Macau casino operators will be able to submit applications to receive fresh concessions beginning tomorrow, July 29. That’s according to the enclave’s newly formed Committee for Public Tendering of Concessions for the Operation of Casino Games of Fortune.
The regulatory body was revealed only this week through Macau’s Official Gazette, the news outlet of the local government. The nine-person committee will oversee the issuing of new casino permits and assure that those deemed qualified seek to accomplish similar economic goals shared by the Chinese Special Administrative Region (SAR).
It’s largely assumed that each of Macau’s current six casino concession holders — Sands, MGM, Wynn, Melco, Galaxy, and SJM — will receive new tenders. But unlike their original 20-year licenses that are set to expire at the end of this year, the new privileges will run for only 10 years.
Macau has opted to keep its gaming market capped at six casino operators. But there is nothing stopping another global casino giant from bidding for one of the coveted certificates.
However, with the current six companies invested in Macau to the tune of tens of billions of dollars, the odds of an outsider winning licensure are long at best.
January 2023 Start
The officials who will oversee the retendering process explained today that beginning tomorrow, July 29, the government will open up the bidding period and begin accepting applications. Cheong Weng Chon, Macau’s secretary for administration and justice, is spearheading the casino licensing committee.
Cheong says the goal is to ratify new gaming concessions before the end of the year to allow the new concessions to become effective on January 1, 2023. The tendering committee will work in conjunction with Macau Chief Executive Ho Iat Seng to determine and implement economic goals supported by the new concessions.
Cheong says a major component will be transforming Macau into a more international-appealing destination that lures in not only high rollers from the mainland but general tourists throughout Southeast Asia. That will involve the six casinos telling the Macau government what sort of non-gaming investments they would make in exchange for the 10-year casino rights.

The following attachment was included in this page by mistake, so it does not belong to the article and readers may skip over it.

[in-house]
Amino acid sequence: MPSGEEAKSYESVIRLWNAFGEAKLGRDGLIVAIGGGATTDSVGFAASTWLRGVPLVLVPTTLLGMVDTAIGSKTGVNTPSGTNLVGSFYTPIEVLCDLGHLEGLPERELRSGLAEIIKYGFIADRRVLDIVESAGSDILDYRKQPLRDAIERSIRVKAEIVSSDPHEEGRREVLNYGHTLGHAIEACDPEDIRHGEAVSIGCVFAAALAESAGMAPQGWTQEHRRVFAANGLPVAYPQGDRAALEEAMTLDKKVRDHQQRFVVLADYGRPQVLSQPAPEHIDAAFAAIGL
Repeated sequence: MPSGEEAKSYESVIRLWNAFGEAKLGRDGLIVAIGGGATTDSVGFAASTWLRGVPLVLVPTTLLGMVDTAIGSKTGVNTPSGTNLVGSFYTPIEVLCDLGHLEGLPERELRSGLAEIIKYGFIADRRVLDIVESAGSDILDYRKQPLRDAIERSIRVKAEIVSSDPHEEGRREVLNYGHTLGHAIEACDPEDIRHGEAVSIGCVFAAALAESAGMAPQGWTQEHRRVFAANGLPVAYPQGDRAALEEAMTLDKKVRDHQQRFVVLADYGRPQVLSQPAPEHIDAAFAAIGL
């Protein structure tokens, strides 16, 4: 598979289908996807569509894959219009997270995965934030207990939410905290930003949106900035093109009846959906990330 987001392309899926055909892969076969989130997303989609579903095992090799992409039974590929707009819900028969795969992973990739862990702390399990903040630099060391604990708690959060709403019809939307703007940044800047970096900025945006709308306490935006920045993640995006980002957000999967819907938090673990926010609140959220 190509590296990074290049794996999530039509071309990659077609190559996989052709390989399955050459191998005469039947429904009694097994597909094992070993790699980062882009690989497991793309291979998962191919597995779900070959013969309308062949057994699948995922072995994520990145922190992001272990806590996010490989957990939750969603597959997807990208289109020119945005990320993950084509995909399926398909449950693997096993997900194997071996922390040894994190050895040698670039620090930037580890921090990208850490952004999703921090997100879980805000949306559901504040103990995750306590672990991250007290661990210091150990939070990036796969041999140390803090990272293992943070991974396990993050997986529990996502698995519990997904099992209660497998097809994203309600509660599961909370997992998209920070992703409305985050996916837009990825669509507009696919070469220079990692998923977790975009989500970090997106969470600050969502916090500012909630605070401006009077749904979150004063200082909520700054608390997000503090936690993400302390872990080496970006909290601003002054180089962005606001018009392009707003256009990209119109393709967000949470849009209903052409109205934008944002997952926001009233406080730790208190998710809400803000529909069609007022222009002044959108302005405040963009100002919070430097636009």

The government will require the companies participating in the tender to give a detailed account of their investments and commitments in terms of non-gaming development plans and the development of overseas markets,” Cheong detailed.
“The source of visitors to Macau is too homogeneous, so we hope that in the new tender, the participating companies will focus their development and investment commitments on expanding the source of overseas visitors, opening up overseas markets and optimizing the source of visitors from next year,” Cheong added.
Macau Still Closed
The officials overseeing the retendering process might want to increase foreign visitation to Macau, but achieving that goal will be dependent on the SAR opening up its borders.
Macau remains closed off to most of the world, as COVID-19 continues to be a concern in China, mostly because of the People’s Republic’s ongoing adherence to its “zero COVID” policy.
Cheong is optimistic that China and Macau will soon be reopened to the world. “The governments believe the current outbreak will be short-lived,” he concluded.
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